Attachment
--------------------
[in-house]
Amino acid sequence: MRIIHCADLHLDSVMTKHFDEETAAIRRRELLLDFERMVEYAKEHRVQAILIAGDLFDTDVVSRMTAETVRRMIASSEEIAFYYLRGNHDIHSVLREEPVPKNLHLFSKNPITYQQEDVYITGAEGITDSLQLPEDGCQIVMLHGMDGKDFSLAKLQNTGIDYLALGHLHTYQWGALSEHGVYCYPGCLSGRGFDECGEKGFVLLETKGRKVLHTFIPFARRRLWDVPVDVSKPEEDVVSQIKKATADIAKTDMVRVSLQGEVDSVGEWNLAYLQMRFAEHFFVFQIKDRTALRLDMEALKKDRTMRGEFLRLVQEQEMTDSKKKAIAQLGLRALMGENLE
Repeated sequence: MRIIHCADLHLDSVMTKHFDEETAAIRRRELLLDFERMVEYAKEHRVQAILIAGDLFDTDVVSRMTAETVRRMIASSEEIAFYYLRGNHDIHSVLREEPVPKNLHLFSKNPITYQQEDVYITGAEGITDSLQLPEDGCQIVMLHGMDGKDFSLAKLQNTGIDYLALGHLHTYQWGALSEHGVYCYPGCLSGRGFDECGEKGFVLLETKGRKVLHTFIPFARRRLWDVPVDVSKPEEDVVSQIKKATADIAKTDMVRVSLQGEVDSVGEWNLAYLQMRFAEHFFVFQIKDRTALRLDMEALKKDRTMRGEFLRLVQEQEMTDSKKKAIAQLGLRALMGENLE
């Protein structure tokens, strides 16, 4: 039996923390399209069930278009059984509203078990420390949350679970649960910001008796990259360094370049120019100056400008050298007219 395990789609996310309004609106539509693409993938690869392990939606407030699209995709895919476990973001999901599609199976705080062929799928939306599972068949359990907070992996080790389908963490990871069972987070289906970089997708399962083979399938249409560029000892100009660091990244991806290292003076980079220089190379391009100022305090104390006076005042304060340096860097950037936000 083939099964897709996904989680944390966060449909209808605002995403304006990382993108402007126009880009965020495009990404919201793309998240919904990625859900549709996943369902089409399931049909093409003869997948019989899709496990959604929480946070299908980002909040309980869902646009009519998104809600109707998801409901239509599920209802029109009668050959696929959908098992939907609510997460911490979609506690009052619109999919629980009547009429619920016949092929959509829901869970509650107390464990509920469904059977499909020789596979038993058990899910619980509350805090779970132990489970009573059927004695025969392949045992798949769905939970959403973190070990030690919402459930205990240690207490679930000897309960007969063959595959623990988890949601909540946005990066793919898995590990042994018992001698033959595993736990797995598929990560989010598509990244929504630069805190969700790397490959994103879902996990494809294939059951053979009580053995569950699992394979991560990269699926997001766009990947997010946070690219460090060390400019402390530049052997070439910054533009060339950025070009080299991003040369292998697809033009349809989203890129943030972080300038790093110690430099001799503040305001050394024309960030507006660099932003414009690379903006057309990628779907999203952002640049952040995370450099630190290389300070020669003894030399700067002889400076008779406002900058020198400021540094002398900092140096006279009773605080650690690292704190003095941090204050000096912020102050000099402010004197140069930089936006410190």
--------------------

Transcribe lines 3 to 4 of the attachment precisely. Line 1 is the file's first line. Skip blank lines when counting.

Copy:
Repeated sequence: MRIIHCADLHLDSVMTKHFDEETAAIRRRELLLDFERMVEYAKEHRVQAILIAGDLFDTDVVSRMTAETVRRMIASSEEIAFYYLRGNHDIHSVLREEPVPKNLHLFSKNPITYQQEDVYITGAEGITDSLQLPEDGCQIVMLHGMDGKDFSLAKLQNTGIDYLALGHLHTYQWGALSEHGVYCYPGCLSGRGFDECGEKGFVLLETKGRKVLHTFIPFARRRLWDVPVDVSKPEEDVVSQIKKATADIAKTDMVRVSLQGEVDSVGEWNLAYLQMRFAEHFFVFQIKDRTALRLDMEALKKDRTMRGEFLRLVQEQEMTDSKKKAIAQLGLRALMGENLE
């Protein structure tokens, strides 16, 4: 039996923390399209069930278009059984509203078990420390949350679970649960910001008796990259360094370049120019100056400008050298007219 395990789609996310309004609106539509693409993938690869392990939606407030699209995709895919476990973001999901599609199976705080062929799928939306599972068949359990907070992996080790389908963490990871069972987070289906970089997708399962083979399938249409560029000892100009660091990244991806290292003076980079220089190379391009100022305090104390006076005042304060340096860097950037936000 083939099964897709996904989680944390966060449909209808605002995403304006990382993108402007126009880009965020495009990404919201793309998240919904990625859900549709996943369902089409399931049909093409003869997948019989899709496990959604929480946070299908980002909040309980869902646009009519998104809600109707998801409901239509599920209802029109009668050959696929959908098992939907609510997460911490979609506690009052619109999919629980009547009429619920016949092929959509829901869970509650107390464990509920469904059977499909020789596979038993058990899910619980509350805090779970132990489970009573059927004695025969392949045992798949769905939970959403973190070990030690919402459930205990240690207490679930000897309960007969063959595959623990988890949601909540946005990066793919898995590990042994018992001698033959595993736990797995598929990560989010598509990244929504630069805190969700790397490959994103879902996990494809294939059951053979009580053995569950699992394979991560990269699926997001766009990947997010946070690219460090060390400019402390530049052997070439910054533009060339950025070009080299991003040369292998697809033009349809989203890129943030972080300038790093110690430099001799503040305001050394024309960030507006660099932003414009690379903006057309990628779907999203952002640049952040995370450099630190290389300070020669003894030399700067002889400076008779406002900058020198400021540094002398900092140096006279009773605080650690690292704190003095941090204050000096912020102050000099402010004197140069930089936006410190």